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State-space models with free, canonical, and structured parameterizations; equivalent
ARMAX and output-error (OE) models

State-space models are models that use state variables to describe a system by a set of
first-order differential or difference equations, rather than by one or more
*n*th-order differential or difference equations. State variables
*x*(*t*) can be reconstructed from the measured
input/output data, but are not themselves measured during an experiment.

The state-space model structure is a good choice for quick estimation because it
requires you to specify only one input, the *model order*
*n*. The model order is an integer equal to the dimension of
*x*(*t*) and relates to, but is not necessarily equal to,
the number of delayed inputs and outputs used in the corresponding linear difference
equation.

Defining a parameterized state-space model in continuous time is often easier than in discrete time because physical laws are most often described in terms of differential equations. In continuous time, the state-space description has the following form:

$$\begin{array}{l}\dot{x}(t)=Fx(t)+Gu(t)+\tilde{K}w(t)\\ y(t)=Hx(t)+Du(t)+w(t)\\ x(0)=x0\end{array}$$

The matrices * F*,

You can estimate a continuous-time state-space model using both time-domain and frequency-domain data.

The discrete-time state-space model structure is often written in the
*innovations form*, which describes noise:

$$\begin{array}{l}x(kT+T)=Ax(kT)+Bu(kT)+Ke(kT)\\ y(kT)=Cx(kT)+Du(kT)+e(kT)\\ x(0)=x0\end{array}$$

Here, *T* is the sample time,
*u*(*kT*) is the input at the time instant
*kT*, and *y*(*kT*) is the output at the
time instant *kT*.

You cannot estimate a discrete-time state-space model using continuous-time frequency-domain data.

For more information, see What Are State-Space Models?

System Identification | Identify models of dynamic systems from measured data |

Estimate State-Space Model | Estimate state-space model using time or frequency data in the Live Editor |

*State-space models* are models that use state variables to describe a
system by a set of first-order differential or difference equations, rather than by one or more
*n*th-order differential or difference equations.

**State-Space Model Estimation Methods**

Choose between noniterative subspace methods, iterative methods that use prediction error minimization algorithm, and noniterative methods.

**Estimate State-Space Model With Order Selection**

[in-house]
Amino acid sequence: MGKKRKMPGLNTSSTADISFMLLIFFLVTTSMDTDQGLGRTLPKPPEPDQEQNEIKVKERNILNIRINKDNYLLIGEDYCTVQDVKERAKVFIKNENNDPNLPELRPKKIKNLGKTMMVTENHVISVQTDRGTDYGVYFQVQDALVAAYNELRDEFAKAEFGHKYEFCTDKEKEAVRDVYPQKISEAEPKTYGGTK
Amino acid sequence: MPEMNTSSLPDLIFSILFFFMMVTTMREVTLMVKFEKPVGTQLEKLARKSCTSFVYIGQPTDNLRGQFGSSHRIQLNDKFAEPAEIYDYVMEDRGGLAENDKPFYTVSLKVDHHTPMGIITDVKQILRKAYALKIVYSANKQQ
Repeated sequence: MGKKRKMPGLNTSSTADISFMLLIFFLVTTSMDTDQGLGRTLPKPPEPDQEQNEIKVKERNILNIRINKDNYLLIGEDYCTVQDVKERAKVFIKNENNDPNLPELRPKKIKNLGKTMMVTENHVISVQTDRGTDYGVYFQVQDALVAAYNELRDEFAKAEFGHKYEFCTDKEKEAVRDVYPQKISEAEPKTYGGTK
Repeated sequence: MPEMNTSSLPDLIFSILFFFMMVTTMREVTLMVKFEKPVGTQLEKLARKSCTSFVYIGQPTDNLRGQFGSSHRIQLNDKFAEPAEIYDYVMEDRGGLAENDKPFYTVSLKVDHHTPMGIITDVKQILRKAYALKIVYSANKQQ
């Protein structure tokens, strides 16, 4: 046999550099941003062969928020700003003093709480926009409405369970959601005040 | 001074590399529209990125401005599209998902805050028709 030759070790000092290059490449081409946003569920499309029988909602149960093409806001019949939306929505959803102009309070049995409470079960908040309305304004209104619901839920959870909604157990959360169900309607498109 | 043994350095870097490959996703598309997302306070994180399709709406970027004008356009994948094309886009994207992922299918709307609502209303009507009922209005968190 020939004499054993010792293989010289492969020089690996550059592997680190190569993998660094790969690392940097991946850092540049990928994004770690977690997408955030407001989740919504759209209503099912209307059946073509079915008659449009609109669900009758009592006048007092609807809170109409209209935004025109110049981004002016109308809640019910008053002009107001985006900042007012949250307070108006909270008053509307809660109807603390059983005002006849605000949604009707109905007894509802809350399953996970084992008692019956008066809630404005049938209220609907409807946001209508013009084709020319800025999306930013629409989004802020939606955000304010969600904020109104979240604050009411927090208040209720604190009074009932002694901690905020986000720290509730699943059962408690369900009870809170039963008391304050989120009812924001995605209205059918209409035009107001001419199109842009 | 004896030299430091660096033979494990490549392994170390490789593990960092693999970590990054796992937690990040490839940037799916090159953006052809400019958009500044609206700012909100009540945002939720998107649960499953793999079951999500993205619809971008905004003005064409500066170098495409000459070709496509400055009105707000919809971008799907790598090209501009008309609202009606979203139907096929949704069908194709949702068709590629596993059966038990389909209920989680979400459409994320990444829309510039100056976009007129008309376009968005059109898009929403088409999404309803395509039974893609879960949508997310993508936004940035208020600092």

Select a model order for a state-space model structure in the app and at the command line.

**Canonical State-Space Realizations**

Modal, companion, observable and controllable canonical state-space models.

**Data Supported by State-Space Models**

You can use time-domain and frequency-domain data that is real or complex and has single or multiple outputs.

**Estimate State-Space Models in System Identification App**

Use the app to specify model configuration options and estimation options for model estimation.

**Estimate State-Space Models at the Command Line**

Perform black-box or structured estimation.

**Estimate State-Space Models with Canonical Parameterization**

*Canonical parameterization* represents a state-space system in a
reduced parameter form where many elements of *A*, *B* and
*C* matrices are fixed to zeros and ones.

**Estimate State-Space Equivalent of ARMAX and OE Models**

This example shows how to estimate ARMAX and OE-form models using the state-space estimation approach.

**Estimate State-Space Models with Free-Parameterization**

*Free Parameterization* is the default; the estimation routines
adjust all the parameters of the state-space matrices.

**Use State-Space Estimation to Reduce Model Order**

Reduce the order of a Simulink^{®} model by linearizing the model and estimating a lower order model that retains model dynamics.

**Estimate State-Space Models with Structured Parameterization**

*Structured parameterization* lets you exclude specific parameters from estimation by setting these parameters to specific values.

**Identifying State-Space Models with Separate Process and Measurement Noise Descriptions**

An identified linear model is used to simulate and predict system outputs for given input and noise signals.

**Supported State-Space Parameterizations**

System Identification Toolbox™ software supports various parameterization combinations that determine which parameters are estimated and which parameters remain fixed to specific values.

**Specifying Initial States for Iterative Estimation Algorithms**

When you estimate state-space models, you can specify how the algorithm treats initial states.